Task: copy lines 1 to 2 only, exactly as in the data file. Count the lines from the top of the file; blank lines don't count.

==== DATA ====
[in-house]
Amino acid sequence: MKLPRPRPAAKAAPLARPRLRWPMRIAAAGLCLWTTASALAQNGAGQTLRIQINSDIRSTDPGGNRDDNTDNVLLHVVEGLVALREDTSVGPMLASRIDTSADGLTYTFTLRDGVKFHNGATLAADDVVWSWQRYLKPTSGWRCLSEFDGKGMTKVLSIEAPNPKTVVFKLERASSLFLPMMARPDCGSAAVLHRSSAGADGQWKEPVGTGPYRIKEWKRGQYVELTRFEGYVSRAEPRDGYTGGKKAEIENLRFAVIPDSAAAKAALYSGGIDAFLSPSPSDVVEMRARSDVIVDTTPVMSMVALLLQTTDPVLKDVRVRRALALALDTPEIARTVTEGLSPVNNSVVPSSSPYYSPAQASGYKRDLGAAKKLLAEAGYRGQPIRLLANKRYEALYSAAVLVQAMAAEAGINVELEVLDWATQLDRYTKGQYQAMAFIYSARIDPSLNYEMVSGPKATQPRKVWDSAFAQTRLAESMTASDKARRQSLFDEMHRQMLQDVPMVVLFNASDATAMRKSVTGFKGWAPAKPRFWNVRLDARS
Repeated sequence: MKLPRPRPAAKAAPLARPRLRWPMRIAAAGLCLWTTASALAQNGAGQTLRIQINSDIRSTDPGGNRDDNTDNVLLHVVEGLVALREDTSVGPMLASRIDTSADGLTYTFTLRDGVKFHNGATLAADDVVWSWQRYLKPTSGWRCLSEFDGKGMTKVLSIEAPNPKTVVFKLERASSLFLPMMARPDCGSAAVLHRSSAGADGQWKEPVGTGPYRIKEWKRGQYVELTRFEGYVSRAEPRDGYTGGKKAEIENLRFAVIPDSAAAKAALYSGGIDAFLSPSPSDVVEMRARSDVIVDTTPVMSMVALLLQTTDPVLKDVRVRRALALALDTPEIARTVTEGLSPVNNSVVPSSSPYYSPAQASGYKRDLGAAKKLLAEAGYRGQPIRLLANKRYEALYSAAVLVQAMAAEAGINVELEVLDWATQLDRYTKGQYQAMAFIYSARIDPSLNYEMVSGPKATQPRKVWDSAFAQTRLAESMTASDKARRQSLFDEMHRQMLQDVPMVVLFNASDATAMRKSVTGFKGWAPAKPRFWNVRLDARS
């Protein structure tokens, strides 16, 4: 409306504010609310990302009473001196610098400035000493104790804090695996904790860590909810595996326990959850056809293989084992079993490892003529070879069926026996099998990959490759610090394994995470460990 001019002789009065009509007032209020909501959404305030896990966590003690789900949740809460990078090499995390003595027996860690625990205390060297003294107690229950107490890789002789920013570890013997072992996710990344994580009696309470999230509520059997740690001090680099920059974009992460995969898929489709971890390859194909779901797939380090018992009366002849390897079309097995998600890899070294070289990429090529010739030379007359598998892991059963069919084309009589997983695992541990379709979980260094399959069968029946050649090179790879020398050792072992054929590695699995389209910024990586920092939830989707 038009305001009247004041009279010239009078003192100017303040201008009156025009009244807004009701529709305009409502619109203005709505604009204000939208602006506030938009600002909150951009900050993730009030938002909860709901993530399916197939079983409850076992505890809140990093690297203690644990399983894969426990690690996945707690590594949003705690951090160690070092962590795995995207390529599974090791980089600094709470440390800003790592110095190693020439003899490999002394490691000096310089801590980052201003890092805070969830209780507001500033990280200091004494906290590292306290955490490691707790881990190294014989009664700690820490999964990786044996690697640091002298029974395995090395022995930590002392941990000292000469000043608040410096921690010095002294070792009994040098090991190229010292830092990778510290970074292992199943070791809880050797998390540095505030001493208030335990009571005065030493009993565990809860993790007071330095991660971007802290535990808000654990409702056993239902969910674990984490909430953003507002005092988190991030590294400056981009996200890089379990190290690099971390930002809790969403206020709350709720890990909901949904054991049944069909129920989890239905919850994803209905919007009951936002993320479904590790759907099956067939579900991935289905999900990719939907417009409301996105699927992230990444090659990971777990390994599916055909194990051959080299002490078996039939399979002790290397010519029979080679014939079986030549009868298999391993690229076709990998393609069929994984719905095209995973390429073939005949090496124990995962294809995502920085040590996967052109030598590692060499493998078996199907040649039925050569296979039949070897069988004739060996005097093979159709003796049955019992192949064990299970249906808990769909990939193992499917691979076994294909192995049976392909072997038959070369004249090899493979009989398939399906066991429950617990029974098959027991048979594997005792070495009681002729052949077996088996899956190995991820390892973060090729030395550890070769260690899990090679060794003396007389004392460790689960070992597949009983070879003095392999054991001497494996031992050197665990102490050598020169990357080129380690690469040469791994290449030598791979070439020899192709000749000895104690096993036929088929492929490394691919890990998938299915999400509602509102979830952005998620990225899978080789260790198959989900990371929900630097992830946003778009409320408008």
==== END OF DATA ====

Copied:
[in-house]
Amino acid sequence: MKLPRPRPAAKAAPLARPRLRWPMRIAAAGLCLWTTASALAQNGAGQTLRIQINSDIRSTDPGGNRDDNTDNVLLHVVEGLVALREDTSVGPMLASRIDTSADGLTYTFTLRDGVKFHNGATLAADDVVWSWQRYLKPTSGWRCLSEFDGKGMTKVLSIEAPNPKTVVFKLERASSLFLPMMARPDCGSAAVLHRSSAGADGQWKEPVGTGPYRIKEWKRGQYVELTRFEGYVSRAEPRDGYTGGKKAEIENLRFAVIPDSAAAKAALYSGGIDAFLSPSPSDVVEMRARSDVIVDTTPVMSMVALLLQTTDPVLKDVRVRRALALALDTPEIARTVTEGLSPVNNSVVPSSSPYYSPAQASGYKRDLGAAKKLLAEAGYRGQPIRLLANKRYEALYSAAVLVQAMAAEAGINVELEVLDWATQLDRYTKGQYQAMAFIYSARIDPSLNYEMVSGPKATQPRKVWDSAFAQTRLAESMTASDKARRQSLFDEMHRQMLQDVPMVVLFNASDATAMRKSVTGFKGWAPAKPRFWNVRLDARS